TOMS RIVER – Statistics and numbers on a piece of paper do little to document the epic destruction and damage Superstorm Sandy caused the state of New Jersey, said the superintendent of the State Police.
Col. Rick Fuentes was one of dozens of officials slated to testify Monday during the Senate Budget and Appropriations Committee’s hearing on the state’s response to the epic storm.
He described how up to 7 feet of sand in some areas was pushed off beaches and dumped onto barrier islands’ roads. He told officials how police conducted numerous flights over “darkened and abandoned barrier islands” following the storm using night-vision goggles to look for, and guard against, looters.
“Given the magnitude of the evacuated areas, it was really quite amazing that the looting activity was kept to such a low number,” he said, crediting a beefed-up presence of state police from New Jersey and other states for the low crime activity in the wake of the storm.
The Senate panel is hosting the first of what will be a series of hearings on the storm and the state’s recovery slated to be held in various areas of New Jersey.
Prior to hearing from the head of the New Jersey State Police, Toms River Police Chief Mike Mastronardy told lawmakers that roughly 5,000 residents are still out of their homes, some of which are still residing in nearby hotels.
“This storm surge came up so quick,” he said. “It was basically a tsunami.”
The police chief described needing “a whole navy that night to rescue everybody that needed rescue,” and he explained how officials used kayaks, canoes and front-end loaders to reach people following the storm.
Mastronardy candidly told lawmakers he didn’t expect to see the kind of devastation following the storm that he ultimately witnessed.
“I didn’t think the storm was going to be as bad as it was,” he said. “I never witnessed this (in my life) … (but) we’re going to build bigger and better with your help.”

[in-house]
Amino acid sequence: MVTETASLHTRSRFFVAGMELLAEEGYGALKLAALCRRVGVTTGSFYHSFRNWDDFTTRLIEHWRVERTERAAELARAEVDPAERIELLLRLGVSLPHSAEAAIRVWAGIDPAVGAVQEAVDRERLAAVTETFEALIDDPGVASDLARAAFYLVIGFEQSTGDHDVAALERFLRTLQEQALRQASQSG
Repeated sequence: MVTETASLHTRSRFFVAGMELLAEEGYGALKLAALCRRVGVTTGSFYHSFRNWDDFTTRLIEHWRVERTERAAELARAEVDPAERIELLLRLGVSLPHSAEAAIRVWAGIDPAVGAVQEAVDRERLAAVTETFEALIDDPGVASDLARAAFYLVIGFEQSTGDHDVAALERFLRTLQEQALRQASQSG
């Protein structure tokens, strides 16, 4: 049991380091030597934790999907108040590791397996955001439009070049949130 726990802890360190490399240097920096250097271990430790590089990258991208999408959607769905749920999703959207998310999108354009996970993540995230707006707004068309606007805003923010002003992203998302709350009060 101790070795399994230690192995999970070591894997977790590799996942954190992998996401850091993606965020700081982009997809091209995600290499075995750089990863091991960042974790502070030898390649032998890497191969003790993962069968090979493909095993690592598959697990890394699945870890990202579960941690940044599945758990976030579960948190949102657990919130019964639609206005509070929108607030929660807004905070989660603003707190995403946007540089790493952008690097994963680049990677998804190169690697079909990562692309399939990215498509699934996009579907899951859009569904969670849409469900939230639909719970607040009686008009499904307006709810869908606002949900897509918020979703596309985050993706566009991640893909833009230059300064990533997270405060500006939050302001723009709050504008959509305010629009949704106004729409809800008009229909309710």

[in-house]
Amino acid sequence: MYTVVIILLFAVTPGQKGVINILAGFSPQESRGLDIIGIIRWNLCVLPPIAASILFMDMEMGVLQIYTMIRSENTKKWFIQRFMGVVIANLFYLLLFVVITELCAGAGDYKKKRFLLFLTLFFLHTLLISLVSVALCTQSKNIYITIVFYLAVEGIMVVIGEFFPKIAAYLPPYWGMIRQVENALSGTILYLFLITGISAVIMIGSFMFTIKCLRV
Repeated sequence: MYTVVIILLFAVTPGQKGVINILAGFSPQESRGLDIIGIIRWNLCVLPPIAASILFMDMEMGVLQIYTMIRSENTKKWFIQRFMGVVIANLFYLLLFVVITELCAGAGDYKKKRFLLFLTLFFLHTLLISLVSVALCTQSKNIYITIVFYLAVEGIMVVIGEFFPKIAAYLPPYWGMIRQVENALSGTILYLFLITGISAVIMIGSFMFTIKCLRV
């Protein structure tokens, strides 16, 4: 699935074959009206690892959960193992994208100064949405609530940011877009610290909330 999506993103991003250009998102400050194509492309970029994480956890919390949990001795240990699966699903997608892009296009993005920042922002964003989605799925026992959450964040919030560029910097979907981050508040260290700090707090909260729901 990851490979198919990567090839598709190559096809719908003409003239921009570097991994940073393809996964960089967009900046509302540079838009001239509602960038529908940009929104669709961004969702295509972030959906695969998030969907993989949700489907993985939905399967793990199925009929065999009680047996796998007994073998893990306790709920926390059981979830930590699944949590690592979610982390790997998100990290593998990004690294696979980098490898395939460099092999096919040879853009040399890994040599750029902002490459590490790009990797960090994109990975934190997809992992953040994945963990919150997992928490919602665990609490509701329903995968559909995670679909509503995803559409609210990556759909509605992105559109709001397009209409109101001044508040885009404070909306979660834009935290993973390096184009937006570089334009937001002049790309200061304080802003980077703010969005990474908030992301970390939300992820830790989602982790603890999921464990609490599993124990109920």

Local officials explained the largest problem facing Toms River in the immediate future is clearing debris and rebuilding the shoreline, which includes repairing and rebuilding beach dunes.
“Our beaches are no longer there anymore,” said Toms River Councilwoman Maria Maruca.
Another Toms River official estimated that recovery could take up to five years.
The hearing began with the committee’s chairman, Sen. Paul Sarlo, (D-36), giving thanks to lawmakers on both sides of the aisle for coming together in a time for need.
Sarlo, who’s been an outspoken critic of late of Gov. Chris Christie, saved some of his strongest praise for the state’s executive.
“I want to personally thank the governor, Gov. Christie, for his leadership throughout this storm,” he said. “I want to thank the governor for the support of this committee.”
Senate party leaders, Senate President Steve Sweeney, (D-3), and Republican Leader Tom Kean Jr., (R-21), were also present during the meeting.
“This is not about politics,” said committee member Sen. Kevin O’Toole, (R-40). “This is about … the rebuild.”